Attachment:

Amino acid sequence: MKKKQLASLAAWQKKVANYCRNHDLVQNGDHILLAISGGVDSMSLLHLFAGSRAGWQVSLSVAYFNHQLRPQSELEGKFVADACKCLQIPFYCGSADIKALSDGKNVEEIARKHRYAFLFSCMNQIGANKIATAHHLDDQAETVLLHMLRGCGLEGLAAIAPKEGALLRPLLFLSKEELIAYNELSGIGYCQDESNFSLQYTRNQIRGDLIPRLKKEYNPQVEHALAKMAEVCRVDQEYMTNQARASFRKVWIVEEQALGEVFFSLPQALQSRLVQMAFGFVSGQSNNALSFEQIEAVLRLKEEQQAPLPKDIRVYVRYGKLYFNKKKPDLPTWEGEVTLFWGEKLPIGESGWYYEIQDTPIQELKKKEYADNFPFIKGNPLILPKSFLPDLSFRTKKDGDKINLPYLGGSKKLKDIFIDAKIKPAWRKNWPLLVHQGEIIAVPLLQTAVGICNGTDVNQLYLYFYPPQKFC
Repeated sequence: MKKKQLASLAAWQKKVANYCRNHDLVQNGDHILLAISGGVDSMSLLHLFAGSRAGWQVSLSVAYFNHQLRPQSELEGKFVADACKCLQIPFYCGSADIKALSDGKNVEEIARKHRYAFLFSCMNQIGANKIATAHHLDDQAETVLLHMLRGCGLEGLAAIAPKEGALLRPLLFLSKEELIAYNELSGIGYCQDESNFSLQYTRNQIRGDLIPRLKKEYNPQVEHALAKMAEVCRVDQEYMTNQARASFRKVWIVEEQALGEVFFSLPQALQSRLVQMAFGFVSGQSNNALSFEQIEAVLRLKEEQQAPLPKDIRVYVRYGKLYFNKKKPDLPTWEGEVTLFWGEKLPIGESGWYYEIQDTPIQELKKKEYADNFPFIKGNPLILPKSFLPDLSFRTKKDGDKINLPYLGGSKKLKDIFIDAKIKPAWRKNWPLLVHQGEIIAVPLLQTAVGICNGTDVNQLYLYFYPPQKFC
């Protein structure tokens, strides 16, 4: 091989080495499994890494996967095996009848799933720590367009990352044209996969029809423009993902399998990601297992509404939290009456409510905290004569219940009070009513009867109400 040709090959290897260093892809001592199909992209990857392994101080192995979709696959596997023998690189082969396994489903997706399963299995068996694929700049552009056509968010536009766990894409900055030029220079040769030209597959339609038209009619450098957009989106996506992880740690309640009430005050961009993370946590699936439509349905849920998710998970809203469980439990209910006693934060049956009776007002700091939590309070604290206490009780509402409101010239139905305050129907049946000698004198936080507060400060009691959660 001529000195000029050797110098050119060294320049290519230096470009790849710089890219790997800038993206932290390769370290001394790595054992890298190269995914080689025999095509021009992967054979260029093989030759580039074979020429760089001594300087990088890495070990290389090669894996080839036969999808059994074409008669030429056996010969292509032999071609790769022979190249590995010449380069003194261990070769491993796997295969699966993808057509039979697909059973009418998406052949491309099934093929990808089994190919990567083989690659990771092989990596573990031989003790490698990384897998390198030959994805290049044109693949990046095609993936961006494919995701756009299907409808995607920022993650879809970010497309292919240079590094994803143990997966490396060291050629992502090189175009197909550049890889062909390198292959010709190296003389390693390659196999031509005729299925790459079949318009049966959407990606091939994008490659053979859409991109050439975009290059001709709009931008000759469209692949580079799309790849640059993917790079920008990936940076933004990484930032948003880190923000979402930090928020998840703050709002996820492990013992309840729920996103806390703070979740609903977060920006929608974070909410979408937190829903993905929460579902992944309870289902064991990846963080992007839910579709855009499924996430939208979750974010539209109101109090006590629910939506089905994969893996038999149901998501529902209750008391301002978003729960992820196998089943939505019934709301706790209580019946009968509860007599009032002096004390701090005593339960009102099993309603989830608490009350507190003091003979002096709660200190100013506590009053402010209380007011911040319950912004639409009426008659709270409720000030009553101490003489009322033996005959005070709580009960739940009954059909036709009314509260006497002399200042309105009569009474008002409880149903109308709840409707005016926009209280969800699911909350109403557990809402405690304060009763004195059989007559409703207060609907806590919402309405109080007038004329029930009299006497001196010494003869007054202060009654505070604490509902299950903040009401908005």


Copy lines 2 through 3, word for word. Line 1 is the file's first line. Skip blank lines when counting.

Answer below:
Repeated sequence: MKKKQLASLAAWQKKVANYCRNHDLVQNGDHILLAISGGVDSMSLLHLFAGSRAGWQVSLSVAYFNHQLRPQSELEGKFVADACKCLQIPFYCGSADIKALSDGKNVEEIARKHRYAFLFSCMNQIGANKIATAHHLDDQAETVLLHMLRGCGLEGLAAIAPKEGALLRPLLFLSKEELIAYNELSGIGYCQDESNFSLQYTRNQIRGDLIPRLKKEYNPQVEHALAKMAEVCRVDQEYMTNQARASFRKVWIVEEQALGEVFFSLPQALQSRLVQMAFGFVSGQSNNALSFEQIEAVLRLKEEQQAPLPKDIRVYVRYGKLYFNKKKPDLPTWEGEVTLFWGEKLPIGESGWYYEIQDTPIQELKKKEYADNFPFIKGNPLILPKSFLPDLSFRTKKDGDKINLPYLGGSKKLKDIFIDAKIKPAWRKNWPLLVHQGEIIAVPLLQTAVGICNGTDVNQLYLYFYPPQKFC
């Protein structure tokens, strides 16, 4: 091989080495499994890494996967095996009848799933720590367009990352044209996969029809423009993902399998990601297992509404939290009456409510905290004569219940009070009513009867109400 040709090959290897260093892809001592199909992209990857392994101080192995979709696959596997023998690189082969396994489903997706399963299995068996694929700049552009056509968010536009766990894409900055030029220079040769030209597959339609038209009619450098957009989106996506992880740690309640009430005050961009993370946590699936439509349905849920998710998970809203469980439990209910006693934060049956009776007002700091939590309070604290206490009780509402409101010239139905305050129907049946000698004198936080507060400060009691959660 001529000195000029050797110098050119060294320049290519230096470009790849710089890219790997800038993206932290390769370290001394790595054992890298190269995914080689025999095509021009992967054979260029093989030759580039074979020429760089001594300087990088890495070990290389090669894996080839036969999808059994074409008669030429056996010969292509032999071609790769022979190249590995010449380069003194261990070769491993796997295969699966993808057509039979697909059973009418998406052949491309099934093929990808089994190919990567083989690659990771092989990596573990031989003790490698990384897998390198030959994805290049044109693949990046095609993936961006494919995701756009299907409808995607920022993650879809970010497309292919240079590094994803143990997966490396060291050629992502090189175009197909550049890889062909390198292959010709190296003389390693390659196999031509005729299925790459079949318009049966959407990606091939994008490659053979859409991109050439975009290059001709709009931008000759469209692949580079799309790849640059993917790079920008990936940076933004990484930032948003880190923000979402930090928020998840703050709002996820492990013992309840729920996103806390703070979740609903977060920006929608974070909410979408937190829903993905929460579902992944309870289902064991990846963080992007839910579709855009499924996430939208979750974010539209109101109090006590629910939506089905994969893996038999149901998501529902209750008391301002978003729960992820196998089943939505019934709301706790209580019946009968509860007599009032002096004390701090005593339960009102099993309603989830608490009350507190003091003979002096709660200190100013506590009053402010209380007011911040319950912004639409009426008659709270409720000030009553101490003489009322033996005959005070709580009960739940009954059909036709009314509260006497002399200042309105009569009474008002409880149903109308709840409707005016926009209280969800699911909350109403557990809402405690304060009763004195059989007559409703207060609907806590919402309405109080007038004329029930009299006497001196010494003869007054202060009654505070604490509902299950903040009401908005």